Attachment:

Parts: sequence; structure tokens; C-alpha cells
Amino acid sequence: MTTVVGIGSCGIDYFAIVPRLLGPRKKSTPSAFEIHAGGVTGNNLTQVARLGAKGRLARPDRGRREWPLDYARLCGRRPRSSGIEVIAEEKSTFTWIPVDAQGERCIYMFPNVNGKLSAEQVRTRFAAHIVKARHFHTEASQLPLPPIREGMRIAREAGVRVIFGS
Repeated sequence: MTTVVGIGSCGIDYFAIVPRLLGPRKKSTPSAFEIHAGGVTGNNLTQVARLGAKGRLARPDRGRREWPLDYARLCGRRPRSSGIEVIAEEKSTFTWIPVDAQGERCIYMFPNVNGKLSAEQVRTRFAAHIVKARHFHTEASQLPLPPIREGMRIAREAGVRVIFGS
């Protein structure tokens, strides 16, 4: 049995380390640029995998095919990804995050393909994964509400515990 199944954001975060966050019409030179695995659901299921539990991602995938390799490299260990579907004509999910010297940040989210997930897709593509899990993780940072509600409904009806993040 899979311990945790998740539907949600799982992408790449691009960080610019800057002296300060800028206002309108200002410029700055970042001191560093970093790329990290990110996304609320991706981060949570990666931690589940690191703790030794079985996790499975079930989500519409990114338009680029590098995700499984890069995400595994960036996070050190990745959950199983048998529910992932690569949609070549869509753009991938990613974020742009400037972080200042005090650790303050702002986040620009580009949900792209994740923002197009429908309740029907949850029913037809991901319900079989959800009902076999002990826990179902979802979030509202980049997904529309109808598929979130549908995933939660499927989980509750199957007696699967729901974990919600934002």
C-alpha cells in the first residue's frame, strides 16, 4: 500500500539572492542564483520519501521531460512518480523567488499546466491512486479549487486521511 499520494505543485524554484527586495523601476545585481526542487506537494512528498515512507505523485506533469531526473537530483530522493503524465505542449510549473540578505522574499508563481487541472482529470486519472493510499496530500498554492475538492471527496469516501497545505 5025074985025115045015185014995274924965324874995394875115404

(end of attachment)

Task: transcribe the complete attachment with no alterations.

Parts: sequence; structure tokens; C-alpha cells
Amino acid sequence: MTTVVGIGSCGIDYFAIVPRLLGPRKKSTPSAFEIHAGGVTGNNLTQVARLGAKGRLARPDRGRREWPLDYARLCGRRPRSSGIEVIAEEKSTFTWIPVDAQGERCIYMFPNVNGKLSAEQVRTRFAAHIVKARHFHTEASQLPLPPIREGMRIAREAGVRVIFGS
Repeated sequence: MTTVVGIGSCGIDYFAIVPRLLGPRKKSTPSAFEIHAGGVTGNNLTQVARLGAKGRLARPDRGRREWPLDYARLCGRRPRSSGIEVIAEEKSTFTWIPVDAQGERCIYMFPNVNGKLSAEQVRTRFAAHIVKARHFHTEASQLPLPPIREGMRIAREAGVRVIFGS
């Protein structure tokens, strides 16, 4: 049995380390640029995998095919990804995050393909994964509400515990 199944954001975060966050019409030179695995659901299921539990991602995938390799490299260990579907004509999910010297940040989210997930897709593509899990993780940072509600409904009806993040 899979311990945790998740539907949600799982992408790449691009960080610019800057002296300060800028206002309108200002410029700055970042001191560093970093790329990290990110996304609320991706981060949570990666931690589940690191703790030794079985996790499975079930989500519409990114338009680029590098995700499984890069995400595994960036996070050190990745959950199983048998529910992932690569949609070549869509753009991938990613974020742009400037972080200042005090650790303050702002986040620009580009949900792209994740923002197009429908309740029907949850029913037809991901319900079989959800009902076999002990826990179902979802979030509202980049997904529309109808598929979130549908995933939660499927989980509750199957007696699967729901974990919600934002």
C-alpha cells in the first residue's frame, strides 16, 4: 500500500539572492542564483520519501521531460512518480523567488499546466491512486479549487486521511 499520494505543485524554484527586495523601476545585481526542487506537494512528498515512507505523485506533469531526473537530483530522493503524465505542449510549473540578505522574499508563481487541472482529470486519472493510499496530500498554492475538492471527496469516501497545505 5025074985025115045015185014995274924965324874995394875115404